You pay a hefty price for the performance and space benefits that a floating point gives you; in particular, you end up with something that can never ever be used in any system that requires exact quantities, such as a financial system. Go ahead and try using floats for your invoicing component; the accountants will kick you to the curb after the 10th time in a row that the control process fails.

Integers are great for precise storage of quantities, but pretty miserable when it comes to computation. We sold 5 units yesterday and 6 units today; you want the average? It's exactly 5, according to the system!

There are situations where you must use fixed-point precision, even if it's not perfectly optimized. Generally, those situations involve either money or precursors to money (like discount rates), although anything dealing with real-world quantities is usually better off as fixed point as well - weights and measures are another obvious example.

Oh, and by the way, that silly VHS comment at the end? Nothing but a myth. So let that be a double lesson to you: Things happen for a reason. Vapid platitudes such as "VHS won because of marketing" or "SQL was originally supposed to be for non-technical users" may sound quaint and charming but they are rarely the whole story and are often outright fabrications.

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If you just sorted numbers from lowest to highest before adding them up, would not that help in both cases? – Job Jun 10 '11 at 1:59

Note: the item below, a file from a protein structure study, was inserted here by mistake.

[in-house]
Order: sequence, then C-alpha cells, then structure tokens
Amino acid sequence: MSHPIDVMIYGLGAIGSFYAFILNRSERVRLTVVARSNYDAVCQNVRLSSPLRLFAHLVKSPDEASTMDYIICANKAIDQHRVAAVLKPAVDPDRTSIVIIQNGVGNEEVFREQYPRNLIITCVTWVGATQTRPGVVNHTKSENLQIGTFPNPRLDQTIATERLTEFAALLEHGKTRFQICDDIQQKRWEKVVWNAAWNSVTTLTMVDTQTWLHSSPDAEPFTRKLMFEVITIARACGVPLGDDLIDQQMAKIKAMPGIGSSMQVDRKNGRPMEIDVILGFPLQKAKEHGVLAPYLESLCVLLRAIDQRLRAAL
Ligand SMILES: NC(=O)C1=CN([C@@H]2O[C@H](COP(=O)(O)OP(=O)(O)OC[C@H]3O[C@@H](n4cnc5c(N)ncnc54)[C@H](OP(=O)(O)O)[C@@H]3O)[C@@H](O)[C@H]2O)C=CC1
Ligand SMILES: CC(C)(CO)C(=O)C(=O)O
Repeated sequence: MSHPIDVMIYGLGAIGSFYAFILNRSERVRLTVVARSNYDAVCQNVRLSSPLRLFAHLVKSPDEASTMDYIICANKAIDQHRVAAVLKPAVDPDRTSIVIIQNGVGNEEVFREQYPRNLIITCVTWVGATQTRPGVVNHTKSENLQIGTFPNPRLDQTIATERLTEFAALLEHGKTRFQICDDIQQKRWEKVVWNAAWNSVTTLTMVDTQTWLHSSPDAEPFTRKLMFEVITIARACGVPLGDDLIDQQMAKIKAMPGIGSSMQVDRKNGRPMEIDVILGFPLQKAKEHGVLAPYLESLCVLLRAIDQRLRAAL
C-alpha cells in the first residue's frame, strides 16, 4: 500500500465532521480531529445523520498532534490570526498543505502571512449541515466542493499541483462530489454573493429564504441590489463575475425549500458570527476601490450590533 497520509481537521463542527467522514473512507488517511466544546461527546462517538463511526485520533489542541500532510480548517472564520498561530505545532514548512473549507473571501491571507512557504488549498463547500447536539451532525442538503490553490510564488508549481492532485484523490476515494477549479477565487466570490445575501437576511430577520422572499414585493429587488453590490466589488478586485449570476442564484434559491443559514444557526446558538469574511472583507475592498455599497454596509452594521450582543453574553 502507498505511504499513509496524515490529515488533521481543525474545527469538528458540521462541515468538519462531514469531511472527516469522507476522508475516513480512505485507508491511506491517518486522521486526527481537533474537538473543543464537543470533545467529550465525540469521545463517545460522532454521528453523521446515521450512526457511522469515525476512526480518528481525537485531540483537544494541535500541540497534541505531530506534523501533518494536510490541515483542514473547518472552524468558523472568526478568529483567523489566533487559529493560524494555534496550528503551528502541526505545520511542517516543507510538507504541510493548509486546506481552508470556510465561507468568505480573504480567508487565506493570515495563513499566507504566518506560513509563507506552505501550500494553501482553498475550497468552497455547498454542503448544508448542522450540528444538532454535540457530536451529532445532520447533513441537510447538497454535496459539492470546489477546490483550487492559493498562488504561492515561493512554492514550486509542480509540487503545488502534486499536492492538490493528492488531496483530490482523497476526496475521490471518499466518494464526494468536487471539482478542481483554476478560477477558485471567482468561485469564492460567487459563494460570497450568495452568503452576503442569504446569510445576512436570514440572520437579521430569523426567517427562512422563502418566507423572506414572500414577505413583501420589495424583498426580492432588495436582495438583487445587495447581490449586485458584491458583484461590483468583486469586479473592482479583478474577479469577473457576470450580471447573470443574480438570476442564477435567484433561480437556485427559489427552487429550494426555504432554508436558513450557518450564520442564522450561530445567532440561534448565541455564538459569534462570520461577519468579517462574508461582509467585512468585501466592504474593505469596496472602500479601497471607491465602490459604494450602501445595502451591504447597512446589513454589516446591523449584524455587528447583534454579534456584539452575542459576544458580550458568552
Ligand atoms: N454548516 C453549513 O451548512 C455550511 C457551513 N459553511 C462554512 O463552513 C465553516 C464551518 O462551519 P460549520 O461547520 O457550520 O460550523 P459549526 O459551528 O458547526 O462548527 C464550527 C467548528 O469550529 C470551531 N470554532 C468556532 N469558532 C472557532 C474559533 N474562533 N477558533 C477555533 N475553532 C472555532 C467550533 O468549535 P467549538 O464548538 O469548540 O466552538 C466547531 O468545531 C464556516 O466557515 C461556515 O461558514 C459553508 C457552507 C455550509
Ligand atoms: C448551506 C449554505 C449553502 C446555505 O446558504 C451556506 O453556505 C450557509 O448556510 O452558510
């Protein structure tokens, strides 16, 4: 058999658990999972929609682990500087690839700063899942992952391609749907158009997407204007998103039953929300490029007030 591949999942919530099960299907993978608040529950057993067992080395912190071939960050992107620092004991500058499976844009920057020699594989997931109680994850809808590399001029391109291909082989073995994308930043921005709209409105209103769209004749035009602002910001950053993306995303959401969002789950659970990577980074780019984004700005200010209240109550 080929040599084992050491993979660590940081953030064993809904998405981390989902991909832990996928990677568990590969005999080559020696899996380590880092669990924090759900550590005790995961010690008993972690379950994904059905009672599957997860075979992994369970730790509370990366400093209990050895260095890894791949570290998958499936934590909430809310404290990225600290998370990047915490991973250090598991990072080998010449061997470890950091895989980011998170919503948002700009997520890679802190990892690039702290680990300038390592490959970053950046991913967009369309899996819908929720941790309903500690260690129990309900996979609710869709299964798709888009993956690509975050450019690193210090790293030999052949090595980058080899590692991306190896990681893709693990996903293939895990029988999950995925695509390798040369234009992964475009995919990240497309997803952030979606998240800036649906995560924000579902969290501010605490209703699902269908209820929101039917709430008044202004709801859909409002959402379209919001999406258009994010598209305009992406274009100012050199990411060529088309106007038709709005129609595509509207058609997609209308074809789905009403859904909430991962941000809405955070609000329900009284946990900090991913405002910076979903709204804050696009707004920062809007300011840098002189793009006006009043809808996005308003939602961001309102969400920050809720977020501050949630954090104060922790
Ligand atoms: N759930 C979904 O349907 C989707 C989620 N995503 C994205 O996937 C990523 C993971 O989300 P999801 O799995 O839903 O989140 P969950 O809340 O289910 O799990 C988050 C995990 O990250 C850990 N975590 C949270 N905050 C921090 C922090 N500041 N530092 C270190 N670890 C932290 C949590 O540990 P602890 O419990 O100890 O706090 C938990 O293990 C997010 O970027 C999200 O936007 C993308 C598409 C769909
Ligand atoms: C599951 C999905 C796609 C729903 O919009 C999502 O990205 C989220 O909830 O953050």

This is speculative, but I can think of a couple plausible reasons:

  1. Relational databases use numbers as identifiers more frequently than as the objects of arithmetical operations. Efficiency of storage and comparison would be more important than fast arithmetic operations. Going from 16-bit right to 32-bit integers is a big jump and would result in needless file bloat (waste in a table = num numeric fields * num rows * number of unused bytes)
  2. Transact SQL is a pretty old language, developed originally for 16-bit processors. 16-bit integers are pretty weak tea for any sort of commercial/business used, particularly in light of point (1). The original T-SQL would have needed a more powerful and flexible integers than natively provided. This may be driven by backwards compatibility.
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I think your notion that a value in a column is like a variable is not accurate. SQL Server (and other databases) stores data in terms of pages (8 KB for SQL Server). Each page will have as many rows of data as will fit (plus some overhead). So SQL Server storage really doesn't care about each column type and stores raw bytes.

Check this link for more information
http://msdn.microsoft.com/en-us/library/cc280360.aspx

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In other languages such as C, Java, etc. the standards for representing whole and fractional numbers are different.